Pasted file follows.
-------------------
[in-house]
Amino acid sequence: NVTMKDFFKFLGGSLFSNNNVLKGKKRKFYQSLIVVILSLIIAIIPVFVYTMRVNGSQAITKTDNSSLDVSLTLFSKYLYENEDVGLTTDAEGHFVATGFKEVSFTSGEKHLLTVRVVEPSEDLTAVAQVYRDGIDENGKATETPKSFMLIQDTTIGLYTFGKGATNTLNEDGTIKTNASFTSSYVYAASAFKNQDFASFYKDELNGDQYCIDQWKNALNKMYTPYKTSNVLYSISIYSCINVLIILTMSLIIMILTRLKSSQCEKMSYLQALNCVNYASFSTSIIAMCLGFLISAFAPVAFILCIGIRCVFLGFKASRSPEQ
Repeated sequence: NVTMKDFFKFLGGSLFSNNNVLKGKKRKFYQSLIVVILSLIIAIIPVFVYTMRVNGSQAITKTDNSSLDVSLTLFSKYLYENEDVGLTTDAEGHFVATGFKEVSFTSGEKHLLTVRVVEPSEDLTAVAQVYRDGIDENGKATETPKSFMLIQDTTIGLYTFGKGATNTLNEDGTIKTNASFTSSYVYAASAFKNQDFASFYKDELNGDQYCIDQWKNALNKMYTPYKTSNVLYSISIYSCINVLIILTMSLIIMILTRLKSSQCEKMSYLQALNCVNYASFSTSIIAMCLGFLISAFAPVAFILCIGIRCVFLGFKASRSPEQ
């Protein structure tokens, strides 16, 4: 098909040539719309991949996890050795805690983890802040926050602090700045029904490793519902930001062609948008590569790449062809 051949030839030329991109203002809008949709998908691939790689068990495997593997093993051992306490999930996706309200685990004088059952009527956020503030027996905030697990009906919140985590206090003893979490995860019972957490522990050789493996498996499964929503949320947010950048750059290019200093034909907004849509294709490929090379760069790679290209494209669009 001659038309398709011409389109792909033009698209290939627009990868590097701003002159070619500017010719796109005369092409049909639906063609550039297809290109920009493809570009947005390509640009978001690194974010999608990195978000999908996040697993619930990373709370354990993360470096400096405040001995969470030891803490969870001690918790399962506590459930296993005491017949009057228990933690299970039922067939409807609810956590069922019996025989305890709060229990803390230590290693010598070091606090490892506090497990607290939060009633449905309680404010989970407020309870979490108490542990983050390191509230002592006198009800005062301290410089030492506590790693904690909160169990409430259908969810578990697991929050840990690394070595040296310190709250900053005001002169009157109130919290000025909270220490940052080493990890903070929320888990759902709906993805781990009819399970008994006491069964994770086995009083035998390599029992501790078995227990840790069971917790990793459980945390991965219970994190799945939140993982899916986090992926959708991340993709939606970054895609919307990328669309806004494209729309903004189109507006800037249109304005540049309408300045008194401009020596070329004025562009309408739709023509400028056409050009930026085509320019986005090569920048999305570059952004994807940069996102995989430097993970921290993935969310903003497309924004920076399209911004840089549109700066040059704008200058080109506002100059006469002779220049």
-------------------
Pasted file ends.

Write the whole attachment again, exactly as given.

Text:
[in-house]
Amino acid sequence: NVTMKDFFKFLGGSLFSNNNVLKGKKRKFYQSLIVVILSLIIAIIPVFVYTMRVNGSQAITKTDNSSLDVSLTLFSKYLYENEDVGLTTDAEGHFVATGFKEVSFTSGEKHLLTVRVVEPSEDLTAVAQVYRDGIDENGKATETPKSFMLIQDTTIGLYTFGKGATNTLNEDGTIKTNASFTSSYVYAASAFKNQDFASFYKDELNGDQYCIDQWKNALNKMYTPYKTSNVLYSISIYSCINVLIILTMSLIIMILTRLKSSQCEKMSYLQALNCVNYASFSTSIIAMCLGFLISAFAPVAFILCIGIRCVFLGFKASRSPEQ
Repeated sequence: NVTMKDFFKFLGGSLFSNNNVLKGKKRKFYQSLIVVILSLIIAIIPVFVYTMRVNGSQAITKTDNSSLDVSLTLFSKYLYENEDVGLTTDAEGHFVATGFKEVSFTSGEKHLLTVRVVEPSEDLTAVAQVYRDGIDENGKATETPKSFMLIQDTTIGLYTFGKGATNTLNEDGTIKTNASFTSSYVYAASAFKNQDFASFYKDELNGDQYCIDQWKNALNKMYTPYKTSNVLYSISIYSCINVLIILTMSLIIMILTRLKSSQCEKMSYLQALNCVNYASFSTSIIAMCLGFLISAFAPVAFILCIGIRCVFLGFKASRSPEQ
């Protein structure tokens, strides 16, 4: 098909040539719309991949996890050795805690983890802040926050602090700045029904490793519902930001062609948008590569790449062809 051949030839030329991109203002809008949709998908691939790689068990495997593997093993051992306490999930996706309200685990004088059952009527956020503030027996905030697990009906919140985590206090003893979490995860019972957490522990050789493996498996499964929503949320947010950048750059290019200093034909907004849509294709490929090379760069790679290209494209669009 001659038309398709011409389109792909033009698209290939627009990868590097701003002159070619500017010719796109005369092409049909639906063609550039297809290109920009493809570009947005390509640009978001690194974010999608990195978000999908996040697993619930990373709370354990993360470096400096405040001995969470030891803490969870001690918790399962506590459930296993005491017949009057228990933690299970039922067939409807609810956590069922019996025989305890709060229990803390230590290693010598070091606090490892506090497990607290939060009633449905309680404010989970407020309870979490108490542990983050390191509230002592006198009800005062301290410089030492506590790693904690909160169990409430259908969810578990697991929050840990690394070595040296310190709250900053005001002169009157109130919290000025909270220490940052080493990890903070929320888990759902709906993805781990009819399970008994006491069964994770086995009083035998390599029992501790078995227990840790069971917790990793459980945390991965219970994190799945939140993982899916986090992926959708991340993709939606970054895609919307990328669309806004494209729309903004189109507006800037249109304005540049309408300045008194401009020596070329004025562009309408739709023509400028056409050009930026085509320019986005090569920048999305570059952004994807940069996102995989430097993970921290993935969310903003497309924004920076399209911004840089549109700066040059704008200058080109506002100059006469002779220049």